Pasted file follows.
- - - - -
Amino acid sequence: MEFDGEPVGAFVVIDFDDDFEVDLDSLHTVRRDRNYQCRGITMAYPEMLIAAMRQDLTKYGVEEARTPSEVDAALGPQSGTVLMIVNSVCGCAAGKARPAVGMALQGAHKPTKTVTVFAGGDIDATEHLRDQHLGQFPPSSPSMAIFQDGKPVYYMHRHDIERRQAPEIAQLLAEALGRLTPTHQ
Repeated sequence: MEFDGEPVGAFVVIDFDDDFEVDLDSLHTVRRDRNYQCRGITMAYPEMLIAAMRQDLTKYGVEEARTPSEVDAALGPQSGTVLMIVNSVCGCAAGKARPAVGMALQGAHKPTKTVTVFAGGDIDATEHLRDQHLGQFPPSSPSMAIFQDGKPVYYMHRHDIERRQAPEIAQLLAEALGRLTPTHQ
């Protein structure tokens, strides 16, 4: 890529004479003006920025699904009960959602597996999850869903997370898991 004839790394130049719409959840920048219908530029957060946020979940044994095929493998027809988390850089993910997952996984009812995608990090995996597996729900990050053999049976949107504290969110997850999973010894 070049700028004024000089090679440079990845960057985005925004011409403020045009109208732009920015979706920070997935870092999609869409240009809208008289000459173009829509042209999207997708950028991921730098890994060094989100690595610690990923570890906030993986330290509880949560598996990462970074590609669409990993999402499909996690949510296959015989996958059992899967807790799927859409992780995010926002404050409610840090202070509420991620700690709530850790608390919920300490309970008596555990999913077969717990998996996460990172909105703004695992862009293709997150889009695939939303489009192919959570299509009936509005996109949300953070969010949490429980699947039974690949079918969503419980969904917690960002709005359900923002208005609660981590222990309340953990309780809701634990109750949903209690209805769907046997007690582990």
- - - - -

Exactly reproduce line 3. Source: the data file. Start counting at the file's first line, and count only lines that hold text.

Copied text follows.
């Protein structure tokens, strides 16, 4: 890529004479003006920025699904009960959602597996999850869903997370898991 004839790394130049719409959840920048219908530029957060946020979940044994095929493998027809988390850089993910997952996984009812995608990090995996597996729900990050053999049976949107504290969110997850999973010894 070049700028004024000089090679440079990845960057985005925004011409403020045009109208732009920015979706920070997935870092999609869409240009809208008289000459173009829509042209999207997708950028991921730098890994060094989100690595610690990923570890906030993986330290509880949560598996990462970074590609669409990993999402499909996690949510296959015989996958059992899967807790799927859409992780995010926002404050409610840090202070509420991620700690709530850790608390919920300490309970008596555990999913077969717990998996996460990172909105703004695992862009293709997150889009695939939303489009192919959570299509009936509005996109949300953070969010949490429980699947039974690949079918969503419980969904917690960002709005359900923002208005609660981590222990309340953990309780809701634990109750949903209690209805769907046997007690582990």